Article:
Tips on Field Mapping with Aerial Imagery

September 9, 2021 11:34 AM
Blog Post

As harvest starts to ramp up across Iowa, many people will be evaluating their crop scouting activities from 2021 and starting to make plans for 2022. In a previous article, we outlined options for capturing imagery of your fields to aid in scouting and making management decisions. Fall can be a great time to capture imagery to understand crop dry down, late season weed pressure and crop lodging. As you consider remaining imagery needs for 2021 and make plans for 2022, there are three characteristics of imagery you should understand:  

20 inch vs. 2 in resolution
Figure 1. At this mid-range level of resolution of 20 inches in the top image, it’s possible to pick out row to row variation, but stand counts would still not be possible. At the 2-inch resolution on the bottom, it’s possible to see individual plant leaves later in the season and would provide the ability to do stand counts earlier in the season.

  1. Image Resolution
  2. Image Timing
  3. Image Type or Spectral Bands Captures

Image Resolution

Image resolution is the measure of the land area represented in a single pixel of your image. An image for a low-altitude UAV flight might be around 1 square inch per pixel, while a satellite image may be 6 square feet per pixel. With both UAVs and manned aircraft, resolution depends on the camera used and the flight altitude. Flying lower will increase resolution, but will also increase flight time and require a number of passes across the field to complete a map.

The level of resolution you need depends on your intended use for the imagery. To simply document drainage issues and ponding, satellite imagery may be suitable. However, if you’re looking to conduct plant stand counts or assess emergence issues, higher resolution images (likely from a UAV) will be necessary.


Image Timing

Timing your imagery capture with the weather is key to getting high quality images. However, it’s just as important to consider the growth stage of your crop when deciding when to conduct a flight. Flying too early in the season when not much plant growth has been established above the soil can result in an image that shows mostly soil. Flying too late can often hinder your ability to identify issues with planting, emergence and early season development. Figures 2, 3, 4, and 5 show aerial images taken of the same field several weeks apart. Note: These images are from 2019, which came with a wet spring and delayed planting in this field. The amount of soil visible in these images is not likely to be seen in June in an average year.  

June 13 crop imagery
Figure 2. This image was likely taken too early to assess crop emergence and vigor differences. This early imagery can be beneficial to understand water flow and pothole areas of a field. Some users have been able to map tile lines off this type of early imagery when the fields are saturated by spring rain.

July 1 crop imagery
Figure 3. Crop growth at this point is far enough along to see visual differences in crop color and vigor across the field. The impact of soil compaction from spring equipment passes is visible around many of the drowned-out areas of the field. Headland traffic from in-season sidedressing and spraying is also very visible.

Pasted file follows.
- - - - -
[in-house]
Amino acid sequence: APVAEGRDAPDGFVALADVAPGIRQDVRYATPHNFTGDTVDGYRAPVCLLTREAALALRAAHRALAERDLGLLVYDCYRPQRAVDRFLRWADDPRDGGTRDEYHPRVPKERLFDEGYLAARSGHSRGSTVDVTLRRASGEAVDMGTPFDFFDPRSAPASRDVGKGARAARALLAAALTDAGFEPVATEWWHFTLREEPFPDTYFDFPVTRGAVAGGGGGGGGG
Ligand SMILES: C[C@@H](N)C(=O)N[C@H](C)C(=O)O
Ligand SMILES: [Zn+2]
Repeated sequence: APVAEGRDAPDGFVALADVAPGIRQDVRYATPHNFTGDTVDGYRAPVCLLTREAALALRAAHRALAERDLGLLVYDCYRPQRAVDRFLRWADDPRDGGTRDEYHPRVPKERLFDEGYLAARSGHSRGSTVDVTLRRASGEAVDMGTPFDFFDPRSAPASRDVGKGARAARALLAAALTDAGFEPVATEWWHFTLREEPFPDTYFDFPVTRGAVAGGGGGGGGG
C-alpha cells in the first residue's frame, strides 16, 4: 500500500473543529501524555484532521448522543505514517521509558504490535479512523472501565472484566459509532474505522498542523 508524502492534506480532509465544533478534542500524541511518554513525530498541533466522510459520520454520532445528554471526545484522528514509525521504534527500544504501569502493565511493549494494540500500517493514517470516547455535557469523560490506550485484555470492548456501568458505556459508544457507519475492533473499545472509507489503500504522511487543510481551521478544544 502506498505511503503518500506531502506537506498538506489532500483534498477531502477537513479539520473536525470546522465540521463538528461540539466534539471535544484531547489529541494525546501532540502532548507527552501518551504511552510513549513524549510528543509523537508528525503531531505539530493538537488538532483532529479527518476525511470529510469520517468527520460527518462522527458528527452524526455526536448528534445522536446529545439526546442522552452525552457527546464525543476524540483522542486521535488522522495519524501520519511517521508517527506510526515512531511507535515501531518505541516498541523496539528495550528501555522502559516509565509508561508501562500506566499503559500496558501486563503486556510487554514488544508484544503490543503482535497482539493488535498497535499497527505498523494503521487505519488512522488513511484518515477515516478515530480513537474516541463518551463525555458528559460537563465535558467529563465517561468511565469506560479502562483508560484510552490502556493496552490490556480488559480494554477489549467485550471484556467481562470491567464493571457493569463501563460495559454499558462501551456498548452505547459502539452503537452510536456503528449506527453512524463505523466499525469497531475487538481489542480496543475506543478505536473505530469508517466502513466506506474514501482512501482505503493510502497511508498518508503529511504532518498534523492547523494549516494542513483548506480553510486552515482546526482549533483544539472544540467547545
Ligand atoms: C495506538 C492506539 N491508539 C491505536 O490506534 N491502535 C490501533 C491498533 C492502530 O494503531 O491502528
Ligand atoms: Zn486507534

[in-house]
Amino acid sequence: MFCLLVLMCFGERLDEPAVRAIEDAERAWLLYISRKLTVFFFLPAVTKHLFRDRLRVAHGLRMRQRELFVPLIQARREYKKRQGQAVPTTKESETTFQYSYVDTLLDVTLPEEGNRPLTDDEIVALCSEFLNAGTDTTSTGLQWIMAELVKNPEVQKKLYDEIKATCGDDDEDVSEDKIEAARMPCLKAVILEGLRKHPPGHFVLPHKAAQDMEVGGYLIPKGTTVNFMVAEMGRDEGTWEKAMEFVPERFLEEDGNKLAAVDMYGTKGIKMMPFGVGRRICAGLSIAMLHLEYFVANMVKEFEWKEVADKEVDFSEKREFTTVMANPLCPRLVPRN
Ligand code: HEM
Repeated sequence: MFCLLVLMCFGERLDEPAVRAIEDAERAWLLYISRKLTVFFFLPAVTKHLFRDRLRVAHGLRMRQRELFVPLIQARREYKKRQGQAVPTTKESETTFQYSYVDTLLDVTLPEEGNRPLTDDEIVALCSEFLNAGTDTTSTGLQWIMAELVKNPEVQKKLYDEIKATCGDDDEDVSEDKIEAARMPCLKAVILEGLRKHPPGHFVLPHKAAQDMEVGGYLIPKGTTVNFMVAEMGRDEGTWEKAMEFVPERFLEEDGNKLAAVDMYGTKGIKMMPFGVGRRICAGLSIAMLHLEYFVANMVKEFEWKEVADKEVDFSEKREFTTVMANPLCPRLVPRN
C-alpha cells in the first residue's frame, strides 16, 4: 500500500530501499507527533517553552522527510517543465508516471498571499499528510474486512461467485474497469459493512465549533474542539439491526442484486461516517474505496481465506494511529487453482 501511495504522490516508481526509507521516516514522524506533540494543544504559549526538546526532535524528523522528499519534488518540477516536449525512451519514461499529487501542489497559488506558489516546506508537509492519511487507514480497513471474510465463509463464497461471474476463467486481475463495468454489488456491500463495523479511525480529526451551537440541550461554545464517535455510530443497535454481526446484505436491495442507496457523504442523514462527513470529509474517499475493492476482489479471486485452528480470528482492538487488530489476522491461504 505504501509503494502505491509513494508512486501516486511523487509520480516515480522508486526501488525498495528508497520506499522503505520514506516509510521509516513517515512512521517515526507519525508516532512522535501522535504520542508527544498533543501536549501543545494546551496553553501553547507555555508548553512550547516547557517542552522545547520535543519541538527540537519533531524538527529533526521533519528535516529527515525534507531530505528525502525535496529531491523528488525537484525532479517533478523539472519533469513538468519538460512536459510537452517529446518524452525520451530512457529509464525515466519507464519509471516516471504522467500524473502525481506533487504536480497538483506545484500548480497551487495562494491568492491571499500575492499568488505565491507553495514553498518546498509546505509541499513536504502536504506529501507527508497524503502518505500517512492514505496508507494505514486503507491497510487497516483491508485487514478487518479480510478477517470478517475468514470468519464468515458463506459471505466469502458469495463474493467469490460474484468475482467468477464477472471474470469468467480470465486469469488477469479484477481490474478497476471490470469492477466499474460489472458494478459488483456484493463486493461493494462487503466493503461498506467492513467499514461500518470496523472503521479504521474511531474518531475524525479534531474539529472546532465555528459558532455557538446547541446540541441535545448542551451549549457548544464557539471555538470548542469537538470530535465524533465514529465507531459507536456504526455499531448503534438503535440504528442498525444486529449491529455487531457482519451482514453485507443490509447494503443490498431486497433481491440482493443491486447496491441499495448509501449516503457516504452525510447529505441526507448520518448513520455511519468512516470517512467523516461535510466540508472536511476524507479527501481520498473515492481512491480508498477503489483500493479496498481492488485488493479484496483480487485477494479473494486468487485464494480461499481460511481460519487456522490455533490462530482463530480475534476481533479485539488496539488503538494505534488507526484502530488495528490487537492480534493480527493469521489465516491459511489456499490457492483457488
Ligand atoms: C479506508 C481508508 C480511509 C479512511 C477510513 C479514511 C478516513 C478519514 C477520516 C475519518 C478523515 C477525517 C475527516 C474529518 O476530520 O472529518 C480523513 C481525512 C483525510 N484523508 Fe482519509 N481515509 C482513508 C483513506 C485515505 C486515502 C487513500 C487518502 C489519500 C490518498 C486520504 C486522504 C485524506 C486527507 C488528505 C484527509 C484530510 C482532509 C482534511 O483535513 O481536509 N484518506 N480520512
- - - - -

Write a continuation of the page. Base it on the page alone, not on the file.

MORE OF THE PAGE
Aug 13 crop imagery
Figure 4. By this point of the season the crop is far enough developed many of the early season crop vigor differences are difficult to detect. However, an area of tile work in the lower left area of the field is very evident in this image. Some compaction from traffic is visible across the field, but more difficult to see the impact of individual tires on a row.

Sept 3 crop imagery
Figure 5. Later season imagery can be useful for assessing variability in crop dry down. Some areas in this image are starting to dry down (center area of the image). Drowned out areas are still green with weeds at this stage. Some areas of around the tile work and drown out areas still appear yellow due to reduced crop vigor.


Image Type or Spectral Bands Captures

A popular image type for assessing fields is a NDVI (normalized difference vegetative index). NDVI utilizes an NIR (near infrared) image to generate the NDVI map. Time images shown in Figure 6 display the raw NIR image on top and the resulting NDVI image on the bottom. The near-infrared light bands can often display different characteristics than traditional RGB color images. The NDVI map highlights these differences by displaying them with varying colors.

NIR vs. NDVI imagery
Figure 6. A comparison of the same field captured using NIR and NDVI imagery.

Other indexes are also available and require different inputs in terms of light wavelength recorded by the camera. A VARI (visible atmospherically resistant index) will often look similar to NDVI, but uses an RGB photo input and emphasizes different crop characteristics.

RGB vs. VARI imagery
Figure 7. A comparison of the same field captured using RGB and VARI imagery.

These indexes often look and are viewed similarly to a combine yield map. It’s important to understand the color variations and how they were assigned to show differences in crop vigor. Indexes are a way to categorize and differentiate data points to make differences easier to identify. These indexes often may display areas of lower or higher yield, but perceived poorer areas of a field in an image may still yield as well as other areas. The image doesn’t always predict a yield difference.

When deciding to include aerial imagery as part of your management plan, it’s important to understand not only the process of capturing images, but the options and adjustments that will affect the quality of your image. Take time to evaluate your crop scouting needs and take these characteristics into account before heading to the field or scheduling a flight.